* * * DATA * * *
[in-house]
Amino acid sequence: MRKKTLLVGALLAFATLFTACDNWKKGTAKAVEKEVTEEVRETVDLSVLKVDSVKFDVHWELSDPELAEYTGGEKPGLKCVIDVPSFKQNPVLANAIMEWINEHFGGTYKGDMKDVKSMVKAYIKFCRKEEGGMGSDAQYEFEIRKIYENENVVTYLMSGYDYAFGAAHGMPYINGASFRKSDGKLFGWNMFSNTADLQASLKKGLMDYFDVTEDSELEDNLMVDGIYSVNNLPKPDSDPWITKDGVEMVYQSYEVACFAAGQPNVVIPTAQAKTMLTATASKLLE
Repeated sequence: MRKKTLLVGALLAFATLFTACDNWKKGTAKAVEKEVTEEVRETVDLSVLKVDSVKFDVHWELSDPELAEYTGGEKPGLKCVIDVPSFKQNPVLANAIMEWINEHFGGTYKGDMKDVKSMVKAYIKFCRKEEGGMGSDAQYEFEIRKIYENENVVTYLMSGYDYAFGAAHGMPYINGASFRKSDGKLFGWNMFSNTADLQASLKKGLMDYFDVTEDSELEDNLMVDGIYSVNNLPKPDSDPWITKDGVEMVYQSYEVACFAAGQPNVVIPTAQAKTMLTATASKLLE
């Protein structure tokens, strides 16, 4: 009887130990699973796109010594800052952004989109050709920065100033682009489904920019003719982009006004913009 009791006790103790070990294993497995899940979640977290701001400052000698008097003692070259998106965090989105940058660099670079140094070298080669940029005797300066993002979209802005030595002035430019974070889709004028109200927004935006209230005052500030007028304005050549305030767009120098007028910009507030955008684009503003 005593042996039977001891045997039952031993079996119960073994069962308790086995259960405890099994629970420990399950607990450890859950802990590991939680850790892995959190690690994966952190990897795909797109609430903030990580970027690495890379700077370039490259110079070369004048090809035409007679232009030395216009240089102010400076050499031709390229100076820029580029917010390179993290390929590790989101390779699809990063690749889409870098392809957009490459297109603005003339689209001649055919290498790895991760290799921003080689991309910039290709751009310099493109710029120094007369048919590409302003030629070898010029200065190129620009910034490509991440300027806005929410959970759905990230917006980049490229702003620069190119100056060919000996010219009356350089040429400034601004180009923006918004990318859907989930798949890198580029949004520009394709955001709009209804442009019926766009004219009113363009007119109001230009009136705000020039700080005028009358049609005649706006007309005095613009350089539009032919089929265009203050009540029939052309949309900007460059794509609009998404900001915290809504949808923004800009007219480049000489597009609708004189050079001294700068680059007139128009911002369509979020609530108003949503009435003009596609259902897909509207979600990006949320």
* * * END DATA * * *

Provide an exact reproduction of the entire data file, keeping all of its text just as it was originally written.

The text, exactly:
[in-house]
Amino acid sequence: MRKKTLLVGALLAFATLFTACDNWKKGTAKAVEKEVTEEVRETVDLSVLKVDSVKFDVHWELSDPELAEYTGGEKPGLKCVIDVPSFKQNPVLANAIMEWINEHFGGTYKGDMKDVKSMVKAYIKFCRKEEGGMGSDAQYEFEIRKIYENENVVTYLMSGYDYAFGAAHGMPYINGASFRKSDGKLFGWNMFSNTADLQASLKKGLMDYFDVTEDSELEDNLMVDGIYSVNNLPKPDSDPWITKDGVEMVYQSYEVACFAAGQPNVVIPTAQAKTMLTATASKLLE
Repeated sequence: MRKKTLLVGALLAFATLFTACDNWKKGTAKAVEKEVTEEVRETVDLSVLKVDSVKFDVHWELSDPELAEYTGGEKPGLKCVIDVPSFKQNPVLANAIMEWINEHFGGTYKGDMKDVKSMVKAYIKFCRKEEGGMGSDAQYEFEIRKIYENENVVTYLMSGYDYAFGAAHGMPYINGASFRKSDGKLFGWNMFSNTADLQASLKKGLMDYFDVTEDSELEDNLMVDGIYSVNNLPKPDSDPWITKDGVEMVYQSYEVACFAAGQPNVVIPTAQAKTMLTATASKLLE
């Protein structure tokens, strides 16, 4: 009887130990699973796109010594800052952004989109050709920065100033682009489904920019003719982009006004913009 009791006790103790070990294993497995899940979640977290701001400052000698008097003692070259998106965090989105940058660099670079140094070298080669940029005797300066993002979209802005030595002035430019974070889709004028109200927004935006209230005052500030007028304005050549305030767009120098007028910009507030955008684009503003 005593042996039977001891045997039952031993079996119960073994069962308790086995259960405890099994629970420990399950607990450890859950802990590991939680850790892995959190690690994966952190990897795909797109609430903030990580970027690495890379700077370039490259110079070369004048090809035409007679232009030395216009240089102010400076050499031709390229100076820029580029917010390179993290390929590790989101390779699809990063690749889409870098392809957009490459297109603005003339689209001649055919290498790895991760290799921003080689991309910039290709751009310099493109710029120094007369048919590409302003030629070898010029200065190129620009910034490509991440300027806005929410959970759905990230917006980049490229702003620069190119100056060919000996010219009356350089040429400034601004180009923006918004990318859907989930798949890198580029949004520009394709955001709009209804442009019926766009004219009113363009007119109001230009009136705000020039700080005028009358049609005649706006007309005095613009350089539009032919089929265009203050009540029939052309949309900007460059794509609009998404900001915290809504949808923004800009007219480049000489597009609708004189050079001294700068680059007139128009911002369509979020609530108003949503009435003009596609259902897909509207979600990006949320």